Anna December 29, 2015
That's because champagne is very bubbly to start with (much more so than a lot of craft beer or soda in the states). The CO2 escapes at the same rate with or without that spoon (unless the spoon is big enough to fill the whole top of the bottle), but you'll be left with some bubbles after a day or two whether you put a spoon, fork, or nothing at all in it. It's telling that nearly everyone on this thread says they don't take more than a day or two to finish - that is about how long it would take most champagne to go flat naturally.
Derek L. September 3, 2015
I hate to burst your bubbly, but cv is correct. The spoon is a myth that's been tested and debunked. Chilling, as others have said, will help retain carbonation but your best bet is a cork.
Derek L. September 3, 2015
If interested, Herve This wrote a great bit on this.
Greenstuff September 3, 2015
It's a sad day when we can't finish off a bottle of Champagne. But in fact, I have enough experience to have learned it stays bubbly for days, as long as it's kept cold, even with no stopper at all.
Ron M. September 3, 2015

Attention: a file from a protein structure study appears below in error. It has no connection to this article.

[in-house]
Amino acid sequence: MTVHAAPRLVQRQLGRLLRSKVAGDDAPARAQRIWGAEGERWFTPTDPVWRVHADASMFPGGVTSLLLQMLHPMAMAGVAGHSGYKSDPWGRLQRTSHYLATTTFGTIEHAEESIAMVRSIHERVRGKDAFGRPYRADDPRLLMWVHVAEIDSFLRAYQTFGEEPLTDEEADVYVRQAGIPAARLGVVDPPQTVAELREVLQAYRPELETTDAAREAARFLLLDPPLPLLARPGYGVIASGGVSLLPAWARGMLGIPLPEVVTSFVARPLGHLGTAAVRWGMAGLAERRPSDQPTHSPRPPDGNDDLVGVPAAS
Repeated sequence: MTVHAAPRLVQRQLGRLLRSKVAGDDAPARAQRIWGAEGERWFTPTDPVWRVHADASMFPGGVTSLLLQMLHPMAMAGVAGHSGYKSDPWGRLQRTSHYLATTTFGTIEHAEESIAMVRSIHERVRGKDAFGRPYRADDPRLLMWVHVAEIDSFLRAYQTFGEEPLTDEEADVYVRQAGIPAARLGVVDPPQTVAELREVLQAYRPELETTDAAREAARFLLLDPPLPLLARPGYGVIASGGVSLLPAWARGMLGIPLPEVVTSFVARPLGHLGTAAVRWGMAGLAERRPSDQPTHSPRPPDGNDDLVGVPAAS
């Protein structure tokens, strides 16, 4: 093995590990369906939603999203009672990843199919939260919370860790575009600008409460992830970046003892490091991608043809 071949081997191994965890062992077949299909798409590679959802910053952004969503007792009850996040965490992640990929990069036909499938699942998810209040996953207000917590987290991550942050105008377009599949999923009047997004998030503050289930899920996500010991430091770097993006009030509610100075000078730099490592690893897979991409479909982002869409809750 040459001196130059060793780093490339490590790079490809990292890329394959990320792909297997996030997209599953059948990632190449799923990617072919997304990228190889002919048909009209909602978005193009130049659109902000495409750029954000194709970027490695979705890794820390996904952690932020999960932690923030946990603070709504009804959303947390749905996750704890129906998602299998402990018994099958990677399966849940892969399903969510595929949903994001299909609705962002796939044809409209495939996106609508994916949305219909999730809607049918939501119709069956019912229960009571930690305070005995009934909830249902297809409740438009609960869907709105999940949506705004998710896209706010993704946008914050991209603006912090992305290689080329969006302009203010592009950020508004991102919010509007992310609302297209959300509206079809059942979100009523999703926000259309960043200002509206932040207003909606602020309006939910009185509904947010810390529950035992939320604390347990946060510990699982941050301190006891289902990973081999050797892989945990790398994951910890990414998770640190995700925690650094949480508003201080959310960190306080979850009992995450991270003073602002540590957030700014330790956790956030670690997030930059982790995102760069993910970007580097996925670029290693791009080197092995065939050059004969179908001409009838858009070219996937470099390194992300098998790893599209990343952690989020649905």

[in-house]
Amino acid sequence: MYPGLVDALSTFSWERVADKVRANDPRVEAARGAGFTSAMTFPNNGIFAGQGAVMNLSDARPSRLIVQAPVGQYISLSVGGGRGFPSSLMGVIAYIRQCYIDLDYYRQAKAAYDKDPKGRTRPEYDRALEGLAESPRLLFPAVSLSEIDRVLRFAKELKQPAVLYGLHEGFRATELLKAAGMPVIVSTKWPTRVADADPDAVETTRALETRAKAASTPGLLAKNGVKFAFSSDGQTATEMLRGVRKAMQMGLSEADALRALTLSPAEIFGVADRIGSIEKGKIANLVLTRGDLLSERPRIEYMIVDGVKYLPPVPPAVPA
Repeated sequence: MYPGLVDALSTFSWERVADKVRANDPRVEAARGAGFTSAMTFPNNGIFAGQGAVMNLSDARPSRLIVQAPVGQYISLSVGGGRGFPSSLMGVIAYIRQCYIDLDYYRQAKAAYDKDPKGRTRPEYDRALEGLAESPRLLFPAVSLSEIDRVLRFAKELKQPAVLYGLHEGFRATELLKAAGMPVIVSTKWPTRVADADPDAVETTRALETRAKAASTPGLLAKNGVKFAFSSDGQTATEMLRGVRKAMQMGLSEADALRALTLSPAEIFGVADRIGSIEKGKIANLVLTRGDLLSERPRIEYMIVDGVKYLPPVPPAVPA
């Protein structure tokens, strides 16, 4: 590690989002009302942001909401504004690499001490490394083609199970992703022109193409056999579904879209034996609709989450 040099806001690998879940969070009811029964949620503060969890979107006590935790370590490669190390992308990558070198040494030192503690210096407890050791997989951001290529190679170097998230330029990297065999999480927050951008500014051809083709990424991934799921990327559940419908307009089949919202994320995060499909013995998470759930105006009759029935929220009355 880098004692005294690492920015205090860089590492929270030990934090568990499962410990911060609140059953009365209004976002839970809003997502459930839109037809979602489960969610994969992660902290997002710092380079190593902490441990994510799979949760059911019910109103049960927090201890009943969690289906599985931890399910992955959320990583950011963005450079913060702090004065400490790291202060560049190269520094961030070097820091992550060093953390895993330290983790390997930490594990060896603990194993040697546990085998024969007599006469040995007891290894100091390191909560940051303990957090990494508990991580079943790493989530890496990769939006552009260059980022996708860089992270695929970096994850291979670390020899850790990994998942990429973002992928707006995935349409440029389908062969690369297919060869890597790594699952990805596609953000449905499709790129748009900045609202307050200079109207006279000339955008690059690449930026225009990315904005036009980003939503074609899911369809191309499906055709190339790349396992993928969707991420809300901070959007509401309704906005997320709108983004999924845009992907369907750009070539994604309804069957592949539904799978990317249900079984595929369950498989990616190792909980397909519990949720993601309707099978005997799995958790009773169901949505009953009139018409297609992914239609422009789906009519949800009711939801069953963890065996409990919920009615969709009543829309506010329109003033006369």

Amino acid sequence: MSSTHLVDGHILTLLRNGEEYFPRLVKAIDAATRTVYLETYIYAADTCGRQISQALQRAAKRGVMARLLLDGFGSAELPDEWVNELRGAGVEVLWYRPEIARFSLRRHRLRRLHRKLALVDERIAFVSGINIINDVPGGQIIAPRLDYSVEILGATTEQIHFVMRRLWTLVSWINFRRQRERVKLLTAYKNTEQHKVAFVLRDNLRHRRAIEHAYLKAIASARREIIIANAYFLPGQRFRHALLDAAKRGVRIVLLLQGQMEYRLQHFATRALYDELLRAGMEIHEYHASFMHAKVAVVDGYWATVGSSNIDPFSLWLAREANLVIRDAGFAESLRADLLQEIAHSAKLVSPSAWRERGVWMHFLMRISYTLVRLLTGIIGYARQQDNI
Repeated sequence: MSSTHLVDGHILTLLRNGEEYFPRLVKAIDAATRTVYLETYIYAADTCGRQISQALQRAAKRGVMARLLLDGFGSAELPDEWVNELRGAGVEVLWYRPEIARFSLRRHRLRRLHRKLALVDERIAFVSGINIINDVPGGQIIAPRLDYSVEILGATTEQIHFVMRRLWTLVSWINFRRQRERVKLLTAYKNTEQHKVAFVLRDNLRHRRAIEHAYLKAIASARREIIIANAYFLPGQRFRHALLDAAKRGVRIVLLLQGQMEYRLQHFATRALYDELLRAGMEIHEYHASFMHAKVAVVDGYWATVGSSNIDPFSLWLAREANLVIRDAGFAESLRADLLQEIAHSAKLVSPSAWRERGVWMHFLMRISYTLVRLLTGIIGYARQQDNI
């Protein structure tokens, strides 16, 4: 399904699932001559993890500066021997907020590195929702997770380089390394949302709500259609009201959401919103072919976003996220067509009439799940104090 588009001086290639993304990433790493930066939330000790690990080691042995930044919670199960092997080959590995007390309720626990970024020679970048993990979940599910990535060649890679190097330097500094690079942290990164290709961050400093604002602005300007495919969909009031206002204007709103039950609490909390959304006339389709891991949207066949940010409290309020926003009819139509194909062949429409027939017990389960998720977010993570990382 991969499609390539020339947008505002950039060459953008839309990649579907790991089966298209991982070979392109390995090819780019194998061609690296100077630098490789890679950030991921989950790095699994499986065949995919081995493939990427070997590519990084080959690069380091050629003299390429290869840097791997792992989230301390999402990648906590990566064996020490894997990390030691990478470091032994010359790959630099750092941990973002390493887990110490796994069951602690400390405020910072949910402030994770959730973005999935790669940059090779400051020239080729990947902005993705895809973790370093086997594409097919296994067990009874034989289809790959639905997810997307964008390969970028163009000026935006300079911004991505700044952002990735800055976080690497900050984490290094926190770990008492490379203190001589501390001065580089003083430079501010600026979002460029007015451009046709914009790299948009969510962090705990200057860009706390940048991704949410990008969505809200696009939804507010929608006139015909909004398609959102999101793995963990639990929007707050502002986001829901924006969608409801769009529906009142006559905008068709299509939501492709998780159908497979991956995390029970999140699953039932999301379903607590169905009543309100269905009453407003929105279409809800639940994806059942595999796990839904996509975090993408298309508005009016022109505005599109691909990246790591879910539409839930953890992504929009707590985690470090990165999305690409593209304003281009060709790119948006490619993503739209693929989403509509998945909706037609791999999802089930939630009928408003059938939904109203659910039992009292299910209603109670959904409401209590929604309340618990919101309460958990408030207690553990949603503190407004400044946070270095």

If just saving the wine for a day or two, just get a simple $5 champagne stopper (kind of like a cork) and keep the wine very cold.
702551 September 3, 2015
Per ablebodiedgirl's link, keeping it cold is key: the bubbles are soluble at low temperatures.

This is why soda (Coca-Cola et al) fizzes less if you pour over ice cubes versus pouring into a glass with no ice. Also, warm soda fizzes a lot more than cold soda.

One thing the champagne stopper does is minimize the risk of having unwanted odors affecting the wine during its storage time in the refrigerator. Theoretically, you just use some plastic wrap and a rubber band, but it's easier to get a $5 champagne stopper and forget about it.

The spoon trick is a myth. Just keep your bubbly cold.